Pick your favorite from the many tasty and affordable lunch options, ranging from traditional Finnish salmon soup to Japanese ramen. During summer weekends, you’ll also find a popular flea market outside. The third market hall, the eastern Hakaniemi Market Hall, is currently under renovation, but all vendors can be found at the temporary glass building on the Hakaniemi Market Square.

An essential part of the experience in Helsinki is sitting down for torikahvit, a cup of filter coffee and a sweet pastry, such as a korvapuusti (cinnamon bun) or munkkipossu (sweet flat doughnut filled with jam). These traditional market cafes, usually located in orange tents, can be found on both the central and Hakaniemi market squares.

6. Discover Kallio, Helsinki’s hipster neighborhood.

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Venture out to the east to Kallio, Helsinki’s equivalent of Brooklyn. Formerly a working-class neighborhood, Kallio has undergone a transformation into a lively area filled with cozy cafes and brunch spots, hip restaurants, bars, and music venues. It’s still rough around the edges, though, so you’ll also find plenty of blue-collar karaoke bars, happy hour beers, and adult stores.

For a complete Kallio experience, enjoy brunch at the record-store-slash-cafe Tanner before moving on to a glass of natural wine at the trendy wine bar Wino. Finally, head out to an old-school karaoke bar like Tenkka or Roskapankki, which literally means “trash bank.” Both venues are Kallio institutions known for their early opening hours — because hey, who wouldn’t want to have a pint and belt out some tunes at 9:00 AM?

7. Enjoy the atmosphere and free rides at the Linnanmäki Amusement Park.

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Located on top of a rocky hill in Alppila, the Linnanmäki Amusement Park has a unique charm, as it is the oldest of its kind in Finland. Even though most people come here for a whole day, it’s easy to pop in for a quick visit as there’s no entrance fee, and you can even ride a couple of the rides for free. Although most of the free rides are more suited for kids, the Panorama tower is fun for adults too and will take you more than 170 feet high, providing a spectacular panorama over the city. And if you happen to be in Helsinki in October with your loved one, don’t miss the annual Festival of Lights, a popular date destination for couples.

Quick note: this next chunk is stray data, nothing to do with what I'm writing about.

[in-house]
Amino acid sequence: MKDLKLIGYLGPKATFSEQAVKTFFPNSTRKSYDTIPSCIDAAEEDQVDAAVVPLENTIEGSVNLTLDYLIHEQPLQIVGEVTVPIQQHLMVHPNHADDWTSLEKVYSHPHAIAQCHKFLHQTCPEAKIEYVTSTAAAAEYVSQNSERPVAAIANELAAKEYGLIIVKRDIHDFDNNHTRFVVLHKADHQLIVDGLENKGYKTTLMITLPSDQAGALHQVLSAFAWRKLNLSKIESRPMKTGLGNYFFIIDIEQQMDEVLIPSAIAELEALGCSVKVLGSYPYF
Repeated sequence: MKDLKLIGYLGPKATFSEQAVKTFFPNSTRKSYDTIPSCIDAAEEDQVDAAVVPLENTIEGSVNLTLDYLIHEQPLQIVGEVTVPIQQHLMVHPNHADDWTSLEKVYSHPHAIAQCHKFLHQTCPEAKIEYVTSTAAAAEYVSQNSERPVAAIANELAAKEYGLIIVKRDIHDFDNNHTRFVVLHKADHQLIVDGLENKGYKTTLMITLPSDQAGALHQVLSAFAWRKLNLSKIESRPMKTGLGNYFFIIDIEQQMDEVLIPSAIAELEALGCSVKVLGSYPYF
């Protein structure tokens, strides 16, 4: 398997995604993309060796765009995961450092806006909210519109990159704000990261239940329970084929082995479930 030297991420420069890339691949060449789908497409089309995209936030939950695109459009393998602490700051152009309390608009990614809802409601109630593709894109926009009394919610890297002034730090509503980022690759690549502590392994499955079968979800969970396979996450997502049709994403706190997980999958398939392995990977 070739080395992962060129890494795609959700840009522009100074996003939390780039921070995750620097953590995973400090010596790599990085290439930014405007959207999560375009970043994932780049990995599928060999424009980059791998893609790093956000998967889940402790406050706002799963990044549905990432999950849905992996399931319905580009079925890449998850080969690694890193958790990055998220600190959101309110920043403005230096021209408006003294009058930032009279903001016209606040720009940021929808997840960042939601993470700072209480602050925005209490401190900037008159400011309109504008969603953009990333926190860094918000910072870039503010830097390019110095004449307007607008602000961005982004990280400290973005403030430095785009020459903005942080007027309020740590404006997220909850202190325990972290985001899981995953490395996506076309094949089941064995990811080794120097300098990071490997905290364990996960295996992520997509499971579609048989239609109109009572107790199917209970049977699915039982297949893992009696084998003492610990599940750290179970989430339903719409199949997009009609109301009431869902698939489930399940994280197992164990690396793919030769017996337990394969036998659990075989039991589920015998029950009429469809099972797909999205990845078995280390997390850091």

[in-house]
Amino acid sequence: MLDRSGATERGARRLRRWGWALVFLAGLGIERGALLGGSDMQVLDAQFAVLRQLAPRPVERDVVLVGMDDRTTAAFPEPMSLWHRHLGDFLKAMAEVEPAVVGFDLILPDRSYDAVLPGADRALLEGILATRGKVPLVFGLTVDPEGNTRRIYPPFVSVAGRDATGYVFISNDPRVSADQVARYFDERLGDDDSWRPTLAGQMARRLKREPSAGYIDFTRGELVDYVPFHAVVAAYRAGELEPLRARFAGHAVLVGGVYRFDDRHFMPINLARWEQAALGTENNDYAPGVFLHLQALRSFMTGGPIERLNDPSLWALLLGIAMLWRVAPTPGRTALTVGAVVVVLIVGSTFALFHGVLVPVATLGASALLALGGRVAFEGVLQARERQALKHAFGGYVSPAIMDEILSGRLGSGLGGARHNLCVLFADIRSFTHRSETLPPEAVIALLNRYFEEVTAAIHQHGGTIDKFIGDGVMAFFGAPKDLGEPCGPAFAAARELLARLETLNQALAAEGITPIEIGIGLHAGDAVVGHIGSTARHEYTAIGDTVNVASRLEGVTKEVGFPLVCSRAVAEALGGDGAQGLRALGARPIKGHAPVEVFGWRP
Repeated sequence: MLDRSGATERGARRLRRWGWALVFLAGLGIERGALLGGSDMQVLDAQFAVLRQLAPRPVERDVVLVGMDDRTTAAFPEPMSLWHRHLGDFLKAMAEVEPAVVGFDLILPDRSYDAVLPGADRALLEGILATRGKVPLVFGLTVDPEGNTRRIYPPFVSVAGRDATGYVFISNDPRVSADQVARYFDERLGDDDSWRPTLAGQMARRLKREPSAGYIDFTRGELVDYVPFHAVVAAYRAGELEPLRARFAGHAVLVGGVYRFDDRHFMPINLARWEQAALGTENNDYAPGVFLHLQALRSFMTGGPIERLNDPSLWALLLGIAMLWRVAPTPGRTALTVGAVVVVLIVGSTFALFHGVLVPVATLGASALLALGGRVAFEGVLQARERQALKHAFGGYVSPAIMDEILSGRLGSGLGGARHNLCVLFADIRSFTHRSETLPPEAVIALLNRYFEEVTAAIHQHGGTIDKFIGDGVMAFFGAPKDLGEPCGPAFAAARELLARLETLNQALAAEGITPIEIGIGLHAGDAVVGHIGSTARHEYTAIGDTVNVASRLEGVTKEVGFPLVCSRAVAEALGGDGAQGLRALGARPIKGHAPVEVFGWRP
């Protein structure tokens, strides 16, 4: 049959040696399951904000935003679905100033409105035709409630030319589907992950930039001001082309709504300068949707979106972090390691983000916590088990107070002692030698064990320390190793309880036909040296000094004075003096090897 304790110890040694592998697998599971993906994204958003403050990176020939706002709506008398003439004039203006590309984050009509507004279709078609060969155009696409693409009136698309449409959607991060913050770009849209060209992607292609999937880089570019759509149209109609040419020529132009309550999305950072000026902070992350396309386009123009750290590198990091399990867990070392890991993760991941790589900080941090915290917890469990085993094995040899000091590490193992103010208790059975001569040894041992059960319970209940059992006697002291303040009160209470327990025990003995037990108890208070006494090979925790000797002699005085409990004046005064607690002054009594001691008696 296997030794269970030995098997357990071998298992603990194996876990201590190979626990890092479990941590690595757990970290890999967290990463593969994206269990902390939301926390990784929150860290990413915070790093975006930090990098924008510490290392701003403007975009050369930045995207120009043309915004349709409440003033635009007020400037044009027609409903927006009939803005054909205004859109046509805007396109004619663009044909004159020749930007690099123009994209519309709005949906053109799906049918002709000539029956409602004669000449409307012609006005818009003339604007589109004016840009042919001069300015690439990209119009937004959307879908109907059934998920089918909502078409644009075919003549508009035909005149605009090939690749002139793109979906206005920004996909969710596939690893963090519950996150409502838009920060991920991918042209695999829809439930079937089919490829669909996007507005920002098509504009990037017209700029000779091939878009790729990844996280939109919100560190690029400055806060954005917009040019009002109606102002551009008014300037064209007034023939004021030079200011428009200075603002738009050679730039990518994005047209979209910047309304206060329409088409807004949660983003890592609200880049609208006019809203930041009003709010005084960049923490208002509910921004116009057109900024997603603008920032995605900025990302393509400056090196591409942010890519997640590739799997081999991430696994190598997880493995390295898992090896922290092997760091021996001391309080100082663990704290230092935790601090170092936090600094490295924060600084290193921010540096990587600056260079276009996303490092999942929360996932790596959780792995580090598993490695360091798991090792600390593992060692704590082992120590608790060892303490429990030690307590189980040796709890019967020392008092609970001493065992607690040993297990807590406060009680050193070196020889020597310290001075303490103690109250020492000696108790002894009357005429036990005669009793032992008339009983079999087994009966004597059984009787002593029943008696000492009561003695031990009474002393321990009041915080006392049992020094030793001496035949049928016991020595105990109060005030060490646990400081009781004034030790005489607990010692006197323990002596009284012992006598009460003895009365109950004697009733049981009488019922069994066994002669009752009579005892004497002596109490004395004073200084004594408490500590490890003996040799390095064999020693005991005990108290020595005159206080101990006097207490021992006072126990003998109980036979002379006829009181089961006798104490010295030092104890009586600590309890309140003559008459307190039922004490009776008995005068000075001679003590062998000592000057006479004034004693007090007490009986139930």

8. See the churches.

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Take a break from the bustle of the city and pop into one or more of Helsinki’s main churches. The bright white Helsinki Cathedral on the Senate Square is a landmark not to be missed. After enjoying the serene and simple interiors, do as the locals do and spend some time sitting on the steps leading up to the church. Fun fact: The steps also acted as the seats for a concert by indie rock band Arcade Fire in 2010.

A bit further to the west in the Töölö neighborhood, the Temppeliaukio Rock Church has a unique atmosphere, as it has been excavated right into solid rock, and the daylight only enters the building from a ceiling window. There’s usually an entrance fee of just over $3, but on Wednesday afternoons, the church can be visited free of charge. Finally, complete your church tour with a visit to the red-brick Eastern Orthodox Uspenski Cathedral, overlooking the city from a hill in Katajanokka, and the small wooden Kamppi Chapel of Silence, located between the main shopping centers in the city, Kamppi, and Forum.

9. Have a picnic at the Winter Garden Glasshouse

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Although most people will time their visits for the summer months, many of Helsinki’s attractions can be enjoyed throughout the year. One of them is the Winter Garden, a glass greenhouse full of exotic plants and flowers. Enjoy a moment under the palm trees, read a book, or bring your own snacks to have a small picnic among the greenery. If the weather is nice, take a stroll around the adjacent Töölönlahti Bay, a popular spot for runners, cyclists, and Sunday walkers.

10. Get sweaty in a free sauna.

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No trip to Finland would be complete without a good old sweaty sauna session. There are plenty of paying public saunas in Helsinki, but if you’re tight on budget and ready to experience something a bit different, try the free, self-service Sompasauna in Kalasatama. This quirky example of the Finnish sauna culture has been around since 2011, built and still maintained by volunteers. Bring along your own sauna beverages, towel, and swimsuit, but don’t necessarily expect to see the locals wearing one — Finns are very open-minded towards nudity when it comes to saunas.